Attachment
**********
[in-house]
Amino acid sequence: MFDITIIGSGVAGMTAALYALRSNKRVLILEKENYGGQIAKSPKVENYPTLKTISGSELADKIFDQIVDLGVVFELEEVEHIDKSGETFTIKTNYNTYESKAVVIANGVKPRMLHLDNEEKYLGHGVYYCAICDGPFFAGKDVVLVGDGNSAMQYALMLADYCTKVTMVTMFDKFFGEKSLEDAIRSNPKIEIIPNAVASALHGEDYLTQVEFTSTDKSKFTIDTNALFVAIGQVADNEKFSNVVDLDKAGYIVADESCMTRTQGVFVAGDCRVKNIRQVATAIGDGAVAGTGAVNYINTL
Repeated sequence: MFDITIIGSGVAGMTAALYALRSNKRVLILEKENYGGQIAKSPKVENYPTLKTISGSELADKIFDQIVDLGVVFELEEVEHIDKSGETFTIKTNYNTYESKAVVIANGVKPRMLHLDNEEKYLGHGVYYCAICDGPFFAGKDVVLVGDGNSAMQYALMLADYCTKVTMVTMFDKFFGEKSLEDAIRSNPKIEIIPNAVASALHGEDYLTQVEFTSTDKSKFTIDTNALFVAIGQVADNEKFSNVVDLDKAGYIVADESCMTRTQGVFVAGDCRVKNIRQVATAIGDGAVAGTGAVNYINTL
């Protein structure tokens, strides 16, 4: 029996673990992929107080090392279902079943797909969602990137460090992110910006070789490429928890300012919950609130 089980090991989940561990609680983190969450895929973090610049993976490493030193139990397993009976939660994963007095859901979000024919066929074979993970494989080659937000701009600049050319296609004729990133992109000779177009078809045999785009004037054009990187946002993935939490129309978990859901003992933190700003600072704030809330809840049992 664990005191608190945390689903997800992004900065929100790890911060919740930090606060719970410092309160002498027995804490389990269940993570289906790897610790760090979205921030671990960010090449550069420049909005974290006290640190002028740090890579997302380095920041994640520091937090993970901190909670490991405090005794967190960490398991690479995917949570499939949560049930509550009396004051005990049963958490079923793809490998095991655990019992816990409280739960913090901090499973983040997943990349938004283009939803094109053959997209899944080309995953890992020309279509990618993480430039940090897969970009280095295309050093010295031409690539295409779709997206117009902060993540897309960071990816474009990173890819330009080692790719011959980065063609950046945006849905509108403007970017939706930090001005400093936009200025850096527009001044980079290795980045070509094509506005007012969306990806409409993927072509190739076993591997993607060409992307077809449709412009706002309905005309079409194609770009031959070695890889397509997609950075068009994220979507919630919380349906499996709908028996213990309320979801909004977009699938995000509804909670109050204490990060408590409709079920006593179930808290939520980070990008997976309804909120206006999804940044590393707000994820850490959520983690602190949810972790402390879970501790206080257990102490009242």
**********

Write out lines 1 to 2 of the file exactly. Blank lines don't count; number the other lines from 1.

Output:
[in-house]
Amino acid sequence: MFDITIIGSGVAGMTAALYALRSNKRVLILEKENYGGQIAKSPKVENYPTLKTISGSELADKIFDQIVDLGVVFELEEVEHIDKSGETFTIKTNYNTYESKAVVIANGVKPRMLHLDNEEKYLGHGVYYCAICDGPFFAGKDVVLVGDGNSAMQYALMLADYCTKVTMVTMFDKFFGEKSLEDAIRSNPKIEIIPNAVASALHGEDYLTQVEFTSTDKSKFTIDTNALFVAIGQVADNEKFSNVVDLDKAGYIVADESCMTRTQGVFVAGDCRVKNIRQVATAIGDGAVAGTGAVNYINTL